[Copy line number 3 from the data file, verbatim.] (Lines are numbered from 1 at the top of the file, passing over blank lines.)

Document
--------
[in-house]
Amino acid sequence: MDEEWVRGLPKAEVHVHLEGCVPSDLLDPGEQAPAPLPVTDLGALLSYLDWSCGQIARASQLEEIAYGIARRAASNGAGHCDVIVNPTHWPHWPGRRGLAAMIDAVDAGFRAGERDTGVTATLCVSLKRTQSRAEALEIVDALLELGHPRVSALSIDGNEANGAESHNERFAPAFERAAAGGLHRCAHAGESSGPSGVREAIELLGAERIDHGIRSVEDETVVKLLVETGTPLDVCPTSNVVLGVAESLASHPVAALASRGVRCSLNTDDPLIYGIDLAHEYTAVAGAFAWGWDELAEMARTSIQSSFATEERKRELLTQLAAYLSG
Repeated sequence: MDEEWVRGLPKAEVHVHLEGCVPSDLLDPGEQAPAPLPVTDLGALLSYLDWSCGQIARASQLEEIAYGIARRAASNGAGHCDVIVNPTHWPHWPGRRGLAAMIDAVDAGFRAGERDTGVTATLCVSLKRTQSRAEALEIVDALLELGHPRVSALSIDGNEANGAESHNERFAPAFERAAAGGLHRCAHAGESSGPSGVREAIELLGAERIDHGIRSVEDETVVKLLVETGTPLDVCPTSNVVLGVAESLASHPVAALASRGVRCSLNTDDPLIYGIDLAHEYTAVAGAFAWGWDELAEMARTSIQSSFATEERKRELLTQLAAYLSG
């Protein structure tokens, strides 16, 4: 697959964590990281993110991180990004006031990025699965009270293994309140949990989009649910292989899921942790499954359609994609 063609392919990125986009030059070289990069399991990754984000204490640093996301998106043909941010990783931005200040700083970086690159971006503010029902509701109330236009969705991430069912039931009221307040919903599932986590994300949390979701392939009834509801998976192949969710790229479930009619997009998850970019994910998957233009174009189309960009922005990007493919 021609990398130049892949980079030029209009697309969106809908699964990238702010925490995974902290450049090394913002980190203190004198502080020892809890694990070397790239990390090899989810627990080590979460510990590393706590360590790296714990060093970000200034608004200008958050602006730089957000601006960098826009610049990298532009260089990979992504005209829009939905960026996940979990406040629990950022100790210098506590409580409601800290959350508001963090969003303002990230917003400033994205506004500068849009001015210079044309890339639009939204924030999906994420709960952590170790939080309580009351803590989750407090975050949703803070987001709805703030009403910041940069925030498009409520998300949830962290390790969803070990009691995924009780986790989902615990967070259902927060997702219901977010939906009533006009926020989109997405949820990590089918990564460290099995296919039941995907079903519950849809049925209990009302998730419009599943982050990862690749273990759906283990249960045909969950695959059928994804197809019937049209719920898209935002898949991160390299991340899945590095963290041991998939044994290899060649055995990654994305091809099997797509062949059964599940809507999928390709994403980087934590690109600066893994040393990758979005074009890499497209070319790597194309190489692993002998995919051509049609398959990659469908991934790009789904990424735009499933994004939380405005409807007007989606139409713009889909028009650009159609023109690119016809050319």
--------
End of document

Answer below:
Repeated sequence: MDEEWVRGLPKAEVHVHLEGCVPSDLLDPGEQAPAPLPVTDLGALLSYLDWSCGQIARASQLEEIAYGIARRAASNGAGHCDVIVNPTHWPHWPGRRGLAAMIDAVDAGFRAGERDTGVTATLCVSLKRTQSRAEALEIVDALLELGHPRVSALSIDGNEANGAESHNERFAPAFERAAAGGLHRCAHAGESSGPSGVREAIELLGAERIDHGIRSVEDETVVKLLVETGTPLDVCPTSNVVLGVAESLASHPVAALASRGVRCSLNTDDPLIYGIDLAHEYTAVAGAFAWGWDELAEMARTSIQSSFATEERKRELLTQLAAYLSG